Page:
A crisp and sunny fall afternoon on Sunday contradicted the unifying theme among the works presented by the Princeton Symphony Orchestra this past weekend. Led by Music Director Rossen Milanov, the Princeton Symphony performed three pieces focused on “notions of death and the eternal,” two by Romantic composer Richard Strauss and one by contemporary American composer Aaron Jay Kernis. Despite the dark themes and intense musical tone, the Princeton Symphony played with sensitivity and continuous focus through some very challenging music.
Aaron Jay Kernis composed the three-movement Colored Field in 1994 as a concerto for English horn and orchestra. Rooted in the tragedy of World War II as interpreted by the composer himself through visits to Auschwitz and Birkenau, Colored Field uses the solo instrument as a voice of anguish. Following the work’s premiere, Mr. Kernis rescored the piece for solo cello and orchestra, and this was the version the Princeton Symphony brought to Richardson Auditorium Sunday afternoon. Joining the Symphony was soloist Susan Babini, principal cellist of The Milwaukee Symphony Orchestra and soloist in this piece’s East Coast premiere with Mr. Milanov’s other ensemble, Symphony in C. As solo cello has often represented a voice of pathos to composers, Ms. Babini had no trouble conveying the despairing vocal character of Mr. Kernis’ work.
Ms. Babini began Colored Field with a somewhat light but definitely intense tone, conveying simplicity while maintaining a musical dialog with oboist Rita Mitsel. The Princeton Symphony cleanly played the many repeated patterns in the first movement, as the solo cello line blended well into the orchestral fabric, but just a step or two apart from the ensemble in character.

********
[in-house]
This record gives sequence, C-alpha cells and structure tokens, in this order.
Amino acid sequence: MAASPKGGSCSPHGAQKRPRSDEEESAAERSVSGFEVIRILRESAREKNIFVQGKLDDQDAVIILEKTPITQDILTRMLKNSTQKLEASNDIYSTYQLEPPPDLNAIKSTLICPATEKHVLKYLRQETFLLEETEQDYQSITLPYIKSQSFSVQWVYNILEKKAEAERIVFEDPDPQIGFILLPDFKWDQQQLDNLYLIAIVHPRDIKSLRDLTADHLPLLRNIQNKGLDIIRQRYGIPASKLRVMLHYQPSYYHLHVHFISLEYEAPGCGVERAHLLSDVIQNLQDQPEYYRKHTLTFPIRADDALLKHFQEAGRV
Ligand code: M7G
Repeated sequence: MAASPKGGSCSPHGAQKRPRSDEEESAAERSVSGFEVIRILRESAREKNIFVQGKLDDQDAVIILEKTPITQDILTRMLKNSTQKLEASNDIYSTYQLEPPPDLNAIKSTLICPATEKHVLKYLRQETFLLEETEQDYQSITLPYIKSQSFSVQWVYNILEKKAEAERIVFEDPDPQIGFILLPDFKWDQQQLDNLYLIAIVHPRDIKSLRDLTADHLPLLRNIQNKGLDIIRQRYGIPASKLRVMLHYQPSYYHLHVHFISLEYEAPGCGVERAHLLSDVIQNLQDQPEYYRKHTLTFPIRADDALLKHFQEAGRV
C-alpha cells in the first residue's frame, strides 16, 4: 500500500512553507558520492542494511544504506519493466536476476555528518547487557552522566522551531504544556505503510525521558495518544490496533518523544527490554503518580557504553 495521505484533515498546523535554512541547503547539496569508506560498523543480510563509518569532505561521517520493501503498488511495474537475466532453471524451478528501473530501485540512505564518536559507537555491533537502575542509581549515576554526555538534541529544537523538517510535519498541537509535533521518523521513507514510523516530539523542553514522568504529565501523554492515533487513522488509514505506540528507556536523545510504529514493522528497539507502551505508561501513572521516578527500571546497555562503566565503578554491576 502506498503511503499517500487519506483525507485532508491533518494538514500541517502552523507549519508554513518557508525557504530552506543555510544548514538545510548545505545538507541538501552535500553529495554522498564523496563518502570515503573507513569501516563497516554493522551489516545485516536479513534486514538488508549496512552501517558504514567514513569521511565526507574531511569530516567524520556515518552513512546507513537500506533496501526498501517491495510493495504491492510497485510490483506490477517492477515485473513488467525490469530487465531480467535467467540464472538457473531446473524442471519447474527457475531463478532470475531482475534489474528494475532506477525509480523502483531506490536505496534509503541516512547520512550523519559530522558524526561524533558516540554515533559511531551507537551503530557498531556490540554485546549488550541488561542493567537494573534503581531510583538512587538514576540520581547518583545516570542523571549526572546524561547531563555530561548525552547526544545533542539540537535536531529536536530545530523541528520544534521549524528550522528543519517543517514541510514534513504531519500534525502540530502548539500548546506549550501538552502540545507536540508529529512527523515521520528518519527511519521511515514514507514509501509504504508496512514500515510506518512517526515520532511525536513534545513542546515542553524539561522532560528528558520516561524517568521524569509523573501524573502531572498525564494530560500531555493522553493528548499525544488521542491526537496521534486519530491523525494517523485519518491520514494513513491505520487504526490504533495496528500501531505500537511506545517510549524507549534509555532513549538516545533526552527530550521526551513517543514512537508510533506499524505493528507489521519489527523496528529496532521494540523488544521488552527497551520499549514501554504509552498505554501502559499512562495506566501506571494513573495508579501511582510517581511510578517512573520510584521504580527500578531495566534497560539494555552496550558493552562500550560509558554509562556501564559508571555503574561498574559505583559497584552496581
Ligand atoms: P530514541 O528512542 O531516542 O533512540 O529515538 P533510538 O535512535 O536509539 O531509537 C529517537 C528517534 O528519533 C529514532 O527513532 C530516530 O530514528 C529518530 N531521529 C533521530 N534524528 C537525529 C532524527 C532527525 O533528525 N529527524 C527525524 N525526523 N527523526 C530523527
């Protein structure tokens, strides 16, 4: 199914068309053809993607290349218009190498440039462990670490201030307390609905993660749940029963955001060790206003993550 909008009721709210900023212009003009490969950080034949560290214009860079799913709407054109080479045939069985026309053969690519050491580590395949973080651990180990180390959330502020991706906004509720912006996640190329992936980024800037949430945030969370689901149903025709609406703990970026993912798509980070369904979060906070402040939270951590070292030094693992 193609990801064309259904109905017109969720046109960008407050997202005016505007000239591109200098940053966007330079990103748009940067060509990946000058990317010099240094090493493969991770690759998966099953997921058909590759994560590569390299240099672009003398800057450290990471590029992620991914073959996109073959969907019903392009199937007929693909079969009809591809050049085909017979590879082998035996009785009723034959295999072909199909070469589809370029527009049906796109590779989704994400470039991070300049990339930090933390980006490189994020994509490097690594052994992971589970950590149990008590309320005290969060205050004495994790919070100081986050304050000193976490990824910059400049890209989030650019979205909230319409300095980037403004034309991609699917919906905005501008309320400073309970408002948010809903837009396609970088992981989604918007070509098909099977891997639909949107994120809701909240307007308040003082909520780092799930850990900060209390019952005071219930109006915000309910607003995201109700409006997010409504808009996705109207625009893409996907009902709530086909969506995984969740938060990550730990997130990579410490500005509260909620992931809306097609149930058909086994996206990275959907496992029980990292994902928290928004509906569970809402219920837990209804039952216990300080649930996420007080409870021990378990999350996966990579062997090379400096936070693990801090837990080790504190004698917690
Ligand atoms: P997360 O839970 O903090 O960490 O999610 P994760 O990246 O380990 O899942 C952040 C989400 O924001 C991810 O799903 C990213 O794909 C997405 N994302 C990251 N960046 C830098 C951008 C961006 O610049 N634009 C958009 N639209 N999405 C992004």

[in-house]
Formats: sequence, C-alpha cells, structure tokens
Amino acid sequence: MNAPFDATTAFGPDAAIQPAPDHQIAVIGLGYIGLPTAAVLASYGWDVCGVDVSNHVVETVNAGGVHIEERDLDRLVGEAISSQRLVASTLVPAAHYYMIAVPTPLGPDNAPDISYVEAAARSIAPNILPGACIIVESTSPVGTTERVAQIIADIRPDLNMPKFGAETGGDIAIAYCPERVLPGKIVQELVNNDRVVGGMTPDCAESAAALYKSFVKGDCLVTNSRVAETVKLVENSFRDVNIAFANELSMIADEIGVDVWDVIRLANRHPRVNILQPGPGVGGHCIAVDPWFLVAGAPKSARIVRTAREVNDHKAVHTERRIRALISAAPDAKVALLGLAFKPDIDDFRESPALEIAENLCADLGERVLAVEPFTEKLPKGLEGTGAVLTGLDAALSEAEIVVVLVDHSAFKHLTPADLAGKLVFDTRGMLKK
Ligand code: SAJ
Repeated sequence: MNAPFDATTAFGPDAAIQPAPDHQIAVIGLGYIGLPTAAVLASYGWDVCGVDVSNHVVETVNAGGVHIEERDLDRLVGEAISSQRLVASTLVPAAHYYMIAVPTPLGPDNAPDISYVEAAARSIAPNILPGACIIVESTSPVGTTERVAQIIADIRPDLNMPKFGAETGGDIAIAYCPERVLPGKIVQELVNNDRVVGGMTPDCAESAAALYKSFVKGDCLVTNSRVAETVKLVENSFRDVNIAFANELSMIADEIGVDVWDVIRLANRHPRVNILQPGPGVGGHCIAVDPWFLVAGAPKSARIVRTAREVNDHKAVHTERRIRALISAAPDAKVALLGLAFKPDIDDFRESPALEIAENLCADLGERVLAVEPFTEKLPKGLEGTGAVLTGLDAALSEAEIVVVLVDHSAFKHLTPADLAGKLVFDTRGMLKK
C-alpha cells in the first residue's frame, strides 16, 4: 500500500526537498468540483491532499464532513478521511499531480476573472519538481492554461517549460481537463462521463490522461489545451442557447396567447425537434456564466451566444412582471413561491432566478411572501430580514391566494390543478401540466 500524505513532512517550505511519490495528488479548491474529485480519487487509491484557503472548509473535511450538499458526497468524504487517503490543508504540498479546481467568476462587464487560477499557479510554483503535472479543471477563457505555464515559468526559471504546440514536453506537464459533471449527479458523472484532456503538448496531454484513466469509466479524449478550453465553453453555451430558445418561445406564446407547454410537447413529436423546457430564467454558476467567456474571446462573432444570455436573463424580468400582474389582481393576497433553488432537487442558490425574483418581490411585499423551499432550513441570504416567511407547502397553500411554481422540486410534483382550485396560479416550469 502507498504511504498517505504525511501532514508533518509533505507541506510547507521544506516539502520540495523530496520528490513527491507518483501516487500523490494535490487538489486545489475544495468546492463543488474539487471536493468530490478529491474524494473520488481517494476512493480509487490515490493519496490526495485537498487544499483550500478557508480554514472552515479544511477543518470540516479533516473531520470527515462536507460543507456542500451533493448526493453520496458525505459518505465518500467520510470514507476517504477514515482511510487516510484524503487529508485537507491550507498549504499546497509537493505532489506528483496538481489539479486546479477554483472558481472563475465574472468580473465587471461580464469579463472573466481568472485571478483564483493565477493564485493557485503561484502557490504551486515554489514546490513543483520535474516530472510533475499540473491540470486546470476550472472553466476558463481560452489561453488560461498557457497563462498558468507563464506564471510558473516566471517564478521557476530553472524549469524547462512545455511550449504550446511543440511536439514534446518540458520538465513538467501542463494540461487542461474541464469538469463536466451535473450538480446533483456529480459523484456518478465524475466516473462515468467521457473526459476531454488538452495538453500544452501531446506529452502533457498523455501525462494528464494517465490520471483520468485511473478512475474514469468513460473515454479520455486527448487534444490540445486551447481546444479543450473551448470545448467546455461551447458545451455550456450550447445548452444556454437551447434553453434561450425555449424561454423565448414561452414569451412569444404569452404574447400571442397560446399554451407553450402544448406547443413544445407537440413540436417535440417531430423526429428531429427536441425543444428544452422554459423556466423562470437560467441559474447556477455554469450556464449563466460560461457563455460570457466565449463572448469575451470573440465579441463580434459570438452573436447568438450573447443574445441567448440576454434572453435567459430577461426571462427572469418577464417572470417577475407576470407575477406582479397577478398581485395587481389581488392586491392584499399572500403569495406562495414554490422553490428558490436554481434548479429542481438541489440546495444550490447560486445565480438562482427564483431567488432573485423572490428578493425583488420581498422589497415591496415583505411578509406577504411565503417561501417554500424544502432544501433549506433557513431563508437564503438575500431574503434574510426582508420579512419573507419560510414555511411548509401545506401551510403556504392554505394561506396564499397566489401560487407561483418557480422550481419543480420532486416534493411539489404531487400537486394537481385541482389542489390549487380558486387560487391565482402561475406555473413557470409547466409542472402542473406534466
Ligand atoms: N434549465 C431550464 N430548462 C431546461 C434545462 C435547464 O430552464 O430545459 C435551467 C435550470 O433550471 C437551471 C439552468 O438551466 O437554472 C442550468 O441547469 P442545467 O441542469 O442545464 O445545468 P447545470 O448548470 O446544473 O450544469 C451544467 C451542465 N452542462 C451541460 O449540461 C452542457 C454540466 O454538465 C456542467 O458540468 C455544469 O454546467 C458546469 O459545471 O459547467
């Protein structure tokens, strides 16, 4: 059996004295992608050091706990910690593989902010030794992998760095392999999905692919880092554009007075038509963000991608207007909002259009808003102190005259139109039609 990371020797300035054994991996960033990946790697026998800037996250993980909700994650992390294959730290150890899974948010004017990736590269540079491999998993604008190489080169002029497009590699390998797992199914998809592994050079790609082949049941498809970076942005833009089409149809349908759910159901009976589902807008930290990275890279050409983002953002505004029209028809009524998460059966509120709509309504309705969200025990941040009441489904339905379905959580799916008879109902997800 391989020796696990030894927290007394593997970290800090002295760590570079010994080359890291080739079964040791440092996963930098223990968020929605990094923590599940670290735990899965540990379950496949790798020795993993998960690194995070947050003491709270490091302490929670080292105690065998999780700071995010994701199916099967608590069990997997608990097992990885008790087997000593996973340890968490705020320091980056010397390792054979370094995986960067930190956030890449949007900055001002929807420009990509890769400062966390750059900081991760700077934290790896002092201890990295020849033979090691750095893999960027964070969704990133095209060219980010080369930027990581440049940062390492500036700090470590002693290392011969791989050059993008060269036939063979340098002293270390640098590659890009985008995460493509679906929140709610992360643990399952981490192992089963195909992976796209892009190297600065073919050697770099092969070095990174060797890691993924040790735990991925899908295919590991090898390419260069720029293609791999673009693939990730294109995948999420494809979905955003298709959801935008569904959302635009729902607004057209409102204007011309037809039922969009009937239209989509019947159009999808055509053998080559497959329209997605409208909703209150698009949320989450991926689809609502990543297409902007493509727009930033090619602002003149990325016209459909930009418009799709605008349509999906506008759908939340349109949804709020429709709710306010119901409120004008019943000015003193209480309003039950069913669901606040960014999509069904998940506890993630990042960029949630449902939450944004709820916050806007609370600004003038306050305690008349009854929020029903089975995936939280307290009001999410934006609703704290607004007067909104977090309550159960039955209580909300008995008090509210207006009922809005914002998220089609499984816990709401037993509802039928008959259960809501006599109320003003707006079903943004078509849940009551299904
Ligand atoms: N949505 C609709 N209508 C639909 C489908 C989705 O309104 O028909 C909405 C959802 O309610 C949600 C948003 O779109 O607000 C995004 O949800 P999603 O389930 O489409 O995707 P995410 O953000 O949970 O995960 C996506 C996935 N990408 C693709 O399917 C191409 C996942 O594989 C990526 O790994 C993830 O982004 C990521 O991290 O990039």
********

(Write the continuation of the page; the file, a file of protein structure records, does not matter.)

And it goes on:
Despite the complexities of the Kernis piece, the audience persevered in catching every nuance and musical gesture. Mr. Milanov kept conducting patterns strict, so that there was no question for the players as to where Colored Fields was going. The sound was rather harrowing at times in effect, and elegant wind solos (including from clarinetist Alexander Bedenko and bass clarinetist Sherry Hartman Apgar) were so well submerged in the texture that one had to look hard to see where the player was. Through it all, Ms. Babini maintained firm control over the intricate music, meeting both the virtuosic demands and the call for sweet melodic lines.
Mr. Milanov paired the Kernis piece with two programmatic works of the pioneering 19th-century composer Richard Strauss. Tod und Verklärung (Death and Transfiguration) is one of Strauss’ most well-known symphonic poems, a form which Strauss brought to a zenith with lush orchestrations and unique combinations of instruments. Although based on a somewhat depressing story line (a man’s final days), Death and Transfiguration ends in uplifting fashion.
The symphonic poem began peacefully, with stylish wind solos, especially by Ms. Mitsel, accompanied by harpist Andre Tarantiles. An identical melodic fragment passed among players, from oboe to flutist Chelsea Knox, English horn player Nathan Mills, and concertmistress Basia Danilow. Notwithstanding the lavish orchestration, the work never sounded thick, with melodies clearly heard. This being Strauss, there was a heavy emphasis on brass in the texture, and the brass sections of the Princeton Symphony played cleanly, never allowing the music to become bombastic.
Mr. Milanov kept an even flow to the music, bringing out the heroic character which is inherent in many Strauss symphonic poems. The Princeton Symphony extended this flow into frenzy in the closing work on Sunday’s program — “Salome’s Dance” from Strauss’ opera Salome. This high-spirited operatic excerpt began with a brisk Middle Eastern musical effect, with a snake-charmer melody from Ms. Mitsel, who carried the bulk of the melodic work of the piece. Rich unison upper strings contrasted with steady celli and harp, and Strauss’ unusual percussion effects added to the seductive character. Mr. Milanov whipped the Princeton Symphony into an appropriate frenzy, but the music always gracefully returned to the Middle Eastern melodies from the winds.
These three works may have been rooted in concepts of death, but Sunday afternoon’s program by the Princeton Symphony was subtitled “Eternal Light,” recognizing the optimism beneath each piece. This was a very challenging program for the players, who more than rose to the occasion, but may well have felt they had been through the “Dance of the Seven Veils” themselves by the end.